Passenger refers to the baby and its ability to exit. Abnormalities of presentation, position or fetal development can be caused by biomechanical restraint. When the pelvis is out of alignment this puts tension on the muscles and connective tissues like the round ligament, broad ligament and utero-sacral ligaments because they connect and stabilize the uterus within the pelvis. This tension can cause movement constraint, decreasing the likelihood of baby assuming the ideal birth position (1,2). This is where Chiropractic care throughout pregnancy can help promote ideal positioning of mom’s pelvis and create an environment for a safer and easier birth.
What about the webster technique?
The Webster technique, which has sometimes been incorrectly labelled as the ‘breech turning technique,’ has nothing to do with turning breech babies. It is a technique used throughout pregnancy, as a specific analysis and adjustment, to correct the effects of neuromuscular imbalance within the pelvis. It uses gentle adjustments to the sacrum and soft tissue release on the round ligament to help improve the function of the pelvis and take tension off the uterus (1).
By balancing the nervous system through specific and gentle adjustments, it gives the birthing person the best chance at having a safe, healthy and natural birth.
A recent paper by Alcantara et al. looking at women under chiropractic care who did have breech presentations reported that all studied in the review had favourable changes in fetal positioning while undergoing Chiropractic care during pregnancy (4). Another more recent study presented at the 2018 ACC research conference, used the ICPA’s practice-based research network to determine the quality of life of pregnant women under Chiropractic care pre and post-partum. They found statistically significant differences in physical function, depression, satisfaction and pain interference in women under Chiropractic (5).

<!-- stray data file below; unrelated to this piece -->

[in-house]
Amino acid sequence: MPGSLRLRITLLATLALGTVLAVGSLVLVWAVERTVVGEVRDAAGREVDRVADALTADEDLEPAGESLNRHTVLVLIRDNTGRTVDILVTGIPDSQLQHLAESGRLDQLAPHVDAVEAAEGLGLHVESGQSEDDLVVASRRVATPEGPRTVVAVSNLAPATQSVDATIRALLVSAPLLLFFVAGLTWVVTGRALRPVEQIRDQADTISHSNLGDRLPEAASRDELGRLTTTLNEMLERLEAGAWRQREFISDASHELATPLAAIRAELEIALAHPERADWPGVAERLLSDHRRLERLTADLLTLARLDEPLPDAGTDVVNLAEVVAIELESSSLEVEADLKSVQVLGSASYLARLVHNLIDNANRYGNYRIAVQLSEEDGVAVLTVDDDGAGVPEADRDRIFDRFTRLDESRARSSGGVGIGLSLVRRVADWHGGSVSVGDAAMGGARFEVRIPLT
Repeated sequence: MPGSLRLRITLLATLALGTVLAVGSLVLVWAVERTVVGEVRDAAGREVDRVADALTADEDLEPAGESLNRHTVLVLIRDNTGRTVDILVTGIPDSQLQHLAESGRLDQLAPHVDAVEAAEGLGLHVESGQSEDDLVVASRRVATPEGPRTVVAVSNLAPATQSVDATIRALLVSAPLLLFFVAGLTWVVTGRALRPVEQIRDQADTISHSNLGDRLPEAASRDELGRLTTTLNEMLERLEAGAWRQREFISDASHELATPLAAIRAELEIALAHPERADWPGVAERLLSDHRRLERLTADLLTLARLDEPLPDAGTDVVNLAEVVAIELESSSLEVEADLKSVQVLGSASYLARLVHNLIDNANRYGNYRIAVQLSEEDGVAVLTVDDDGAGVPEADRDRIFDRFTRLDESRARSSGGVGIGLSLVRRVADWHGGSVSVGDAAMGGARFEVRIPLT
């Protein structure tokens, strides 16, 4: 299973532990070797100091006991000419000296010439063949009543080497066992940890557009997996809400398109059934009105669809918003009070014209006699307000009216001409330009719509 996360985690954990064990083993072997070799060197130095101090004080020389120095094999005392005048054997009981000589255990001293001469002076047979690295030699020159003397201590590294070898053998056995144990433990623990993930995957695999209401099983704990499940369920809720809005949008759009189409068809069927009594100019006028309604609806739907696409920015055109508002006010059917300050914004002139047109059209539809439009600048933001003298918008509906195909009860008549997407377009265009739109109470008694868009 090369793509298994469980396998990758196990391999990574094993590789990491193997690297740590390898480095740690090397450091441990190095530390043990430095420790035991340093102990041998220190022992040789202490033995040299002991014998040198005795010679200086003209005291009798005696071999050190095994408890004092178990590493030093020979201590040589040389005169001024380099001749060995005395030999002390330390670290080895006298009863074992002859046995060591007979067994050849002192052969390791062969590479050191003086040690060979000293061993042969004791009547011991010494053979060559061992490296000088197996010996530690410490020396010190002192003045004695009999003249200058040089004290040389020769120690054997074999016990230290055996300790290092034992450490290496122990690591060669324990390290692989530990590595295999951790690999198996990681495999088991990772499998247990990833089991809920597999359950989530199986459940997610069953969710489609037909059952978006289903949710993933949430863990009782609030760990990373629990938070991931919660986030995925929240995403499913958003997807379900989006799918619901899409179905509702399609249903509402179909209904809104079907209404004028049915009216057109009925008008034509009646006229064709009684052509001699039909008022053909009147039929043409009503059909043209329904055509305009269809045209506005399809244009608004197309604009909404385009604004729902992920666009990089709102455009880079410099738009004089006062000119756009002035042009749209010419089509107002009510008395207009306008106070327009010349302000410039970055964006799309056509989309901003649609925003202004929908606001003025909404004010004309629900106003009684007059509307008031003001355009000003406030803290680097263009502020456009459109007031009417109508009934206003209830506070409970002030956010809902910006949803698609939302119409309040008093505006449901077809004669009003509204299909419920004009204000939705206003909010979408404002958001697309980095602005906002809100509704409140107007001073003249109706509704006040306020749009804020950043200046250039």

Both Dr. Sarah and Dr. Thom have completed over 200+ additional training hours in the care of pregnant women and children. They are both certified in Webster technique and completed the Certification by the Academy Council of Chiropractic Pediatrics (CACCP) with the International Chiropractic Pediatric Association (ICPA). They also are DNS Pediatric 1 certified, trained through BIRTHFIT and have personal experience with pregnancy and birth while Dr Sarah carried and birthed their two children at home. (Read more about her experience here: 1, 2 & 3)
- Ohm J. ICPA Module: Perinatal Care with Webster Certification. 2019 Oct 29-30; Toronto, ON.
- Anrig C, Plaugher G. Pediatric Chiropractic. Philadelphia: Lippincott Williams and Wilkins; 2013.
- Cunningham F, Leveno K, Bloom S, Spong C, Dashe J, Hoffman B, Casey B, Sheffield J. Williams Obstetrics (24thEdition). United States: McGraw Hill; 2014.
- Alcantara J, Martingano S, Keeler V, Schuster L, Ohm J. Resolution of breech presentations following adjustment of subluxations utilizing the webster technique: a case series. J Pediatr Matern & Fam Health – Chiropr 2011; 4: 132-138.
- Edwards J, Alcantara J, Union A. The quality of life of pregnant patients under chiropractic care: a retrospective file review. (Abstract from 2018 ACC Research Agenda Conference) J Chiropr Educ 2018 Mar; 32(1): 50-81.